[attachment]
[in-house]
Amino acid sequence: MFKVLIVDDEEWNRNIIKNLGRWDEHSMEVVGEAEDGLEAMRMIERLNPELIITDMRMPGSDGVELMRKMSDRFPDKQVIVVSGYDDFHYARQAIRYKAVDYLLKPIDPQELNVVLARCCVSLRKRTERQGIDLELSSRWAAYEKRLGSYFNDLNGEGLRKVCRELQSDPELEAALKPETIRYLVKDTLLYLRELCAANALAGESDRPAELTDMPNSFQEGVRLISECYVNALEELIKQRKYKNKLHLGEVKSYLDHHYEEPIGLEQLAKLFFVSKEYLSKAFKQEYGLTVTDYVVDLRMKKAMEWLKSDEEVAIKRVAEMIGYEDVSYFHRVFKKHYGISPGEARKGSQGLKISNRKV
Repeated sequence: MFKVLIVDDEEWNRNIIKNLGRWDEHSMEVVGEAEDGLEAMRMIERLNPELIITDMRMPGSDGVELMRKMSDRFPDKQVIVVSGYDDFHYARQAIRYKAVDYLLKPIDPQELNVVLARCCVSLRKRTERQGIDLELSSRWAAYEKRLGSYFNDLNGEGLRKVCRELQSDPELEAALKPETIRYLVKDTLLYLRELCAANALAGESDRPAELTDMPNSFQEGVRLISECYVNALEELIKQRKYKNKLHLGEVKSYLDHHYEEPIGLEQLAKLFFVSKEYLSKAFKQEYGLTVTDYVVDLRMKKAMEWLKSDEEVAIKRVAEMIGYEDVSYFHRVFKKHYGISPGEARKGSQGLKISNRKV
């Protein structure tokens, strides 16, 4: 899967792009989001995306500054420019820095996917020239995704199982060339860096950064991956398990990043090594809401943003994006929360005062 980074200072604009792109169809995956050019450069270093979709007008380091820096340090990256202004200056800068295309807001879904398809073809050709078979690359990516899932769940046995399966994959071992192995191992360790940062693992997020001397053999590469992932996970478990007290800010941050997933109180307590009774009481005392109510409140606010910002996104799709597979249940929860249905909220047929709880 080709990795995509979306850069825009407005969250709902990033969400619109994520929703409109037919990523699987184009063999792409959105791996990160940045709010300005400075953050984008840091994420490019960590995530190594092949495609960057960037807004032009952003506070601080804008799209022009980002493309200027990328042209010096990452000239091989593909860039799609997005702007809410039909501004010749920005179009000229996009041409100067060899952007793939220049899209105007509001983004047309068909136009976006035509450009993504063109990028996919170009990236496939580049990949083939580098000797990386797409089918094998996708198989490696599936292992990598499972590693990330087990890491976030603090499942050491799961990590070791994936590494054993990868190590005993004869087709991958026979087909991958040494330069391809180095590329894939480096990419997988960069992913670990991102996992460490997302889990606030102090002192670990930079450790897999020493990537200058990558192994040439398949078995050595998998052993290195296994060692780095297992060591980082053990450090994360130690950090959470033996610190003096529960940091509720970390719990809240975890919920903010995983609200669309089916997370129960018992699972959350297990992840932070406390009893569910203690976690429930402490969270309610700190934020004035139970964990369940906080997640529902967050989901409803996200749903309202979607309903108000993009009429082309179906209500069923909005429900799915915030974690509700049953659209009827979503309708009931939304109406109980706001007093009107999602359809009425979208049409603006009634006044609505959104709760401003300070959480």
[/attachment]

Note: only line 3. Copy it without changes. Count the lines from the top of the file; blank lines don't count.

Repeated sequence: MFKVLIVDDEEWNRNIIKNLGRWDEHSMEVVGEAEDGLEAMRMIERLNPELIITDMRMPGSDGVELMRKMSDRFPDKQVIVVSGYDDFHYARQAIRYKAVDYLLKPIDPQELNVVLARCCVSLRKRTERQGIDLELSSRWAAYEKRLGSYFNDLNGEGLRKVCRELQSDPELEAALKPETIRYLVKDTLLYLRELCAANALAGESDRPAELTDMPNSFQEGVRLISECYVNALEELIKQRKYKNKLHLGEVKSYLDHHYEEPIGLEQLAKLFFVSKEYLSKAFKQEYGLTVTDYVVDLRMKKAMEWLKSDEEVAIKRVAEMIGYEDVSYFHRVFKKHYGISPGEARKGSQGLKISNRKV